Teaching how to learn is child's play - inspectors
Some pre-schools are focusing too much on ensuring toddlers know their letters and can hold a pencil, at the expense of nurturing skills such as creativity and persistence, according to Department of Education inspectors.
In what some may view as a surprising finding, the first education inspections in the country's pre-schools found a tendency to prioritise "academic" skills over important early-years learning such as problem-solving .
The inspectors reported, however, that where they found that an approach to early-learning was overly formal, rather than play-based, it was often driven by parental expectations.
Education-focused inspection of pre-schools is new to Ireland, and 182 have been carried out since April, with 42 reports published yesterday on the websites of both the Department of Education and the Department of Children.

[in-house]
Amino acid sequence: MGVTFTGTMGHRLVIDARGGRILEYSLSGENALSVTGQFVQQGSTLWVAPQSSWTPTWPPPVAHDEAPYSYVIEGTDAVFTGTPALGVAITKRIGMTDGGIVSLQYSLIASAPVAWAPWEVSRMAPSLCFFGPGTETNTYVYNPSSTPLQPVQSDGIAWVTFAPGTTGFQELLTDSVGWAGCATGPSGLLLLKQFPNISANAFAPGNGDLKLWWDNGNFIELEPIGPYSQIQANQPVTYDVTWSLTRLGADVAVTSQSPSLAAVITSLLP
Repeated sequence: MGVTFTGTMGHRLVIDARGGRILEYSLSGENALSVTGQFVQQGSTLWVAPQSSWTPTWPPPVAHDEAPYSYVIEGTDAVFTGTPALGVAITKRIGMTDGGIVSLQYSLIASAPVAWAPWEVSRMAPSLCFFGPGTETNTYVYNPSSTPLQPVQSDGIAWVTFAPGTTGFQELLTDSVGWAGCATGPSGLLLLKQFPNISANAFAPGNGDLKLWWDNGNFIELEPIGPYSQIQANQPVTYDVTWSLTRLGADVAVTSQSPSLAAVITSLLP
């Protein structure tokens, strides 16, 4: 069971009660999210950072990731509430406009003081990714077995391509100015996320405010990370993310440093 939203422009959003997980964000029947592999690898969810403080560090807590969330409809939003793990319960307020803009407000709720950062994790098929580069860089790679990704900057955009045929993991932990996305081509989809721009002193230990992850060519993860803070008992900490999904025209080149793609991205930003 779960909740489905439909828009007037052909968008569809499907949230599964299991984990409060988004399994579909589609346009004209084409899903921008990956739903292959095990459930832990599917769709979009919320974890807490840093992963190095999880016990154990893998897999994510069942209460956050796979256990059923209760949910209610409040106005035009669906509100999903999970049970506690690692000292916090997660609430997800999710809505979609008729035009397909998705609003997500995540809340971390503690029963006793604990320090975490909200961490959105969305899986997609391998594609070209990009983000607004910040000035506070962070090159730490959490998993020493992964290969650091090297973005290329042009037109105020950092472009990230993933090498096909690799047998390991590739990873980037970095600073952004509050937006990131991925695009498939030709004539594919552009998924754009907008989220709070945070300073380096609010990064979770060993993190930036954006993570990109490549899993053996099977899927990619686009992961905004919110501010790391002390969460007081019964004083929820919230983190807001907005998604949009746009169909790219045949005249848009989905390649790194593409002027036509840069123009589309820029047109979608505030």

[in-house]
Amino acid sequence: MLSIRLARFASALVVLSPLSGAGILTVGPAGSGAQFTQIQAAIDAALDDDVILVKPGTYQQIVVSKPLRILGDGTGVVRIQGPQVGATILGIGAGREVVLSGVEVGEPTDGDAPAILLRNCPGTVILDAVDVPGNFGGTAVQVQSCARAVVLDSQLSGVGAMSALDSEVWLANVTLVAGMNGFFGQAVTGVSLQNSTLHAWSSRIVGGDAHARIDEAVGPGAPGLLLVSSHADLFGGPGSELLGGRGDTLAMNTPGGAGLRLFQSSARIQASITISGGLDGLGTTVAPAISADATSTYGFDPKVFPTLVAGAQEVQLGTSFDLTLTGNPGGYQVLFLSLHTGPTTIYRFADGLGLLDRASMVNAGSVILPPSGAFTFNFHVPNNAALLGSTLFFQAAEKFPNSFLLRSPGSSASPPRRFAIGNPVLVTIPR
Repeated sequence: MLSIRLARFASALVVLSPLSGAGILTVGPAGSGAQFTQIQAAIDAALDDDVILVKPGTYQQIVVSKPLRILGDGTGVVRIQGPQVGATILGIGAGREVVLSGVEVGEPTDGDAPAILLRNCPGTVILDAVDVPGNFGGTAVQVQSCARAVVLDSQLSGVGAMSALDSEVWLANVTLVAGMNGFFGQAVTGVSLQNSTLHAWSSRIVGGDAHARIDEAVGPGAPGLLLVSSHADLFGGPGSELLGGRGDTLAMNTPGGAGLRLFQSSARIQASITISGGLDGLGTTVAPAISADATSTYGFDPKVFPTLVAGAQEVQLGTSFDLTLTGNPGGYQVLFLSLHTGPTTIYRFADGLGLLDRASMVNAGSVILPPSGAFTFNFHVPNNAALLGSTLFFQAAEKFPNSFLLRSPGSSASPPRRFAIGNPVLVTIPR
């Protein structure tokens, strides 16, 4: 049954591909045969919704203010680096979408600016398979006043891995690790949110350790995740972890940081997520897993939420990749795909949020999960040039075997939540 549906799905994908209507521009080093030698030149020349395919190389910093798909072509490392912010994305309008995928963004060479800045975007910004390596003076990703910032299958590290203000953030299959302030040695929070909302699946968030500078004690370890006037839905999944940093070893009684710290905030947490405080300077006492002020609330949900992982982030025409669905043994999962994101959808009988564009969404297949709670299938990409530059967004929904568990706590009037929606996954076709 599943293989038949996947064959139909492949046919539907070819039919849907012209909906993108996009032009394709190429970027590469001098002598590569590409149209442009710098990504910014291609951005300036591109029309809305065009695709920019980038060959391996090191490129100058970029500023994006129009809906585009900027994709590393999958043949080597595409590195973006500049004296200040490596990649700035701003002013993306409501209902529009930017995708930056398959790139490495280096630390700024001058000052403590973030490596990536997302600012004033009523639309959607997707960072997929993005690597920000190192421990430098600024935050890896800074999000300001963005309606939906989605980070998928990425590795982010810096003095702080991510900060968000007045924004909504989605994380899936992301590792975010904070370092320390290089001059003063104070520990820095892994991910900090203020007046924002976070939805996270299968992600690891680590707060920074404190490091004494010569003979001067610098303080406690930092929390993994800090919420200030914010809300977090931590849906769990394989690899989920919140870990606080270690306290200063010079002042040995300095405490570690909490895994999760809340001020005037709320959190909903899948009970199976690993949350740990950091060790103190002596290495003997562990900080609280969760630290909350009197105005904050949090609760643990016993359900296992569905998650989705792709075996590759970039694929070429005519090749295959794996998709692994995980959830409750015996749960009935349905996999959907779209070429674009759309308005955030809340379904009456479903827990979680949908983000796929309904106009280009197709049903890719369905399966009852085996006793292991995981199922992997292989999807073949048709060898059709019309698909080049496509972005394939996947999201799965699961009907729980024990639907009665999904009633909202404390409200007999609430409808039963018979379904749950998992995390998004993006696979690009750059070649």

The inspections are intended to be supportive and to guide best practice in the sector, and there was a largely positive tone to the first batch of reports.
However, they also highlighted areas where there is room for improvement, including the provision of regular outdoor play experiences and the use of children's own interests as a basis for planning learning activities.
One centre that rated "excellent" across the board was Birch Dale, Caherlag, Glanmire, Co Cork, the report on which goes into some detail about the approach that impressed the inspectors.
They noted a daily review, during which children identify the day's highlights and which includes discussion about the following day's activities: "For example, one child found a dead bumble bee and it was agreed that one of the practitioners would bring in a magnifying glass the next day to explore the bumble bee further and to look for other insects."